As first light breaks through the trees, the shoreline and frosted grass sparkle like a sheet of diamonds.
It’s just cold enough to see your breath, and the river is pushing steam (click). You see the run where a few days ago you lost the fish of a lifetime. Your fingers tingle in the still morning air. You look down at your gear with fresh tippet and fly and know this is the moment (click). A ray of light slices through the darkness and illuminates the line as it dances through the mist (click). The water looks almost black as the line goes tight (click). The fish breaks surface (click), instantly recognizing that it’s the brute from a few days ago. You look at your buddy’s face…he knows this is the fish you’ve been hunting for as a team all year (click).
For a moment, you break character and instincts take hold. You rush to the water, net in hand (click). With pure focus, you brace yourself as a determined current presses against your legs (click). The fish turns, and lasers your direction (click). Net submerged, he swims right in (click).
The fish gently cradled in the water, you feel the success of the moment; first as the angler, second as the photographer. The rest of the story tells itself as the giant disappears into the dark, swift water.
I’m a diehard fly fisherman. Instinct gleaned from years on the water undoubtedly helped sharpen my skills as a fishing photographer.
Really, fly fishing and photography aren’t that dissimilar.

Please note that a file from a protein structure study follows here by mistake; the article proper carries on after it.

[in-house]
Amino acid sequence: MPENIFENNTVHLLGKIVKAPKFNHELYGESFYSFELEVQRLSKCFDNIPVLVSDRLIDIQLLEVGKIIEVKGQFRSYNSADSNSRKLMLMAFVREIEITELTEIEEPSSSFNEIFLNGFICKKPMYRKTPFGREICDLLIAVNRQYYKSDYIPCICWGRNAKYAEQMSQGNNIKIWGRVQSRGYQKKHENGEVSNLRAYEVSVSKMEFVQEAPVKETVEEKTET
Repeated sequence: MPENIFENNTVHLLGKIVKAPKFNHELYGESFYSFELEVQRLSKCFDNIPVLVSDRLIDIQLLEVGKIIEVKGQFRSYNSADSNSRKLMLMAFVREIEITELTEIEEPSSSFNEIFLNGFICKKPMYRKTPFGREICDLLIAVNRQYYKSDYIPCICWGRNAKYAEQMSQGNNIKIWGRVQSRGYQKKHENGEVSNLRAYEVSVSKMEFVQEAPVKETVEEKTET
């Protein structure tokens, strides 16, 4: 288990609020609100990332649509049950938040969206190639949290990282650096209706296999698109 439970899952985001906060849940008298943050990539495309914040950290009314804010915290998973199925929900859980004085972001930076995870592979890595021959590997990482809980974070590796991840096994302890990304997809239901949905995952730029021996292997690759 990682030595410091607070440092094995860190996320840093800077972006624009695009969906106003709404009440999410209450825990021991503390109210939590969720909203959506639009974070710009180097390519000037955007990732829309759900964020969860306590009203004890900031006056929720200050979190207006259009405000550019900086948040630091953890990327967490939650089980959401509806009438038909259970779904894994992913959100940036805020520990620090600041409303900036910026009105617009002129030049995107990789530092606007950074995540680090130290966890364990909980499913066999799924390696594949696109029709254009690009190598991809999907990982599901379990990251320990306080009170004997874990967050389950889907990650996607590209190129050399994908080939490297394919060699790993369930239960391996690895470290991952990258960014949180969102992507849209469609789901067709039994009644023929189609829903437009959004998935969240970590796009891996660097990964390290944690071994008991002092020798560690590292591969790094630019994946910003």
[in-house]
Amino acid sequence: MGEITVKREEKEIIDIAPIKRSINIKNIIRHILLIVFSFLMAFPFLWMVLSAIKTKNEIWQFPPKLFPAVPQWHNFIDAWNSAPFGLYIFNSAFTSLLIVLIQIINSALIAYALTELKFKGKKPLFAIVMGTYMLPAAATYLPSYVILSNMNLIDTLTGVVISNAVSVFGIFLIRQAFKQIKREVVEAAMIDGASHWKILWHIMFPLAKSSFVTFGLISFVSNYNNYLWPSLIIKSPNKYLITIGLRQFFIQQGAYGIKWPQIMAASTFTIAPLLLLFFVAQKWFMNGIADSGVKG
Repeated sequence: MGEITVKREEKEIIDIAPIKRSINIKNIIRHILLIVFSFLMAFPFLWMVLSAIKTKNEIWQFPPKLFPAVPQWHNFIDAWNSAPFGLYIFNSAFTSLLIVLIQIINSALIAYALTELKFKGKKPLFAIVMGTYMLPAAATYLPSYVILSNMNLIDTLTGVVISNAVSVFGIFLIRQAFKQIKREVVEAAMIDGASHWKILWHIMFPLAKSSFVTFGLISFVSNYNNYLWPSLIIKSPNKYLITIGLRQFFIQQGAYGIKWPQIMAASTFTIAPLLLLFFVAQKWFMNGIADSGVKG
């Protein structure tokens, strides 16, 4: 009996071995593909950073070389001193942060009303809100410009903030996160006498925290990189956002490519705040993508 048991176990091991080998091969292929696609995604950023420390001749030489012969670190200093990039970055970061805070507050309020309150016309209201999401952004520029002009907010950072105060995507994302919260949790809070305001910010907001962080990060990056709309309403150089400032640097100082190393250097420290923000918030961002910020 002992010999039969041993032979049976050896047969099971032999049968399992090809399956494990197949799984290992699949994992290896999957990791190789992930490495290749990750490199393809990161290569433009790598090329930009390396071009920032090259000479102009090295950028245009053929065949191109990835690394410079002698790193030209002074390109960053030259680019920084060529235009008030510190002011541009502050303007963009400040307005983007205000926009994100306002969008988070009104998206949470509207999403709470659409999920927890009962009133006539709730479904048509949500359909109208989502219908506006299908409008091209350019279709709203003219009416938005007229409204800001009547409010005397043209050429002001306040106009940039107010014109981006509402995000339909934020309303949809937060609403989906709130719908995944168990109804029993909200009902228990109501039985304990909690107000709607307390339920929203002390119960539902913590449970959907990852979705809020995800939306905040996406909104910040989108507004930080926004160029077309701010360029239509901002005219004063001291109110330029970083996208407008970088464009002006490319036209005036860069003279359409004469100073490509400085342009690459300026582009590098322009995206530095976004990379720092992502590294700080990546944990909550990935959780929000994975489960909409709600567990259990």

I have spent days dissecting runs, mapping hydraulics, and observing fish behavior…all in hopes of increasing my chances of grabbing that one epic shot. Chasing light is just like chasing fish. Your job is to find the moment when everything comes together perfectly, then release the shutter at the right time. Often, the rush of capturing a great image is more exhilarating than catching fish. I find a huge amount of satisfaction watching “the moment” unfold, and there’s nothing quite like the personal bond created with the fish through the glass.
A good friend and great photographer once told me “you’ll never get the shot with your camera in a backpack”. Ever since, I’ve carried my camera around my neck and on the ready. Just like fish, you never know when the moment will come. If it seems like a good image, it usual is. Knowing when to take the shot is mostly instinct…go with your gut.
Photographer Matt Guymon has been an outdoor enthusiast all his life, and possessed an interest in photography since early childhood. He has a tremendous eye for composition, and in our opinion, is one of the finest fly fishing photographers in the industry. To see more of his work, click here to visit his Flickr gallery, and click here for his website. Follow @freestoneriverphotography on instagram for your daily fix.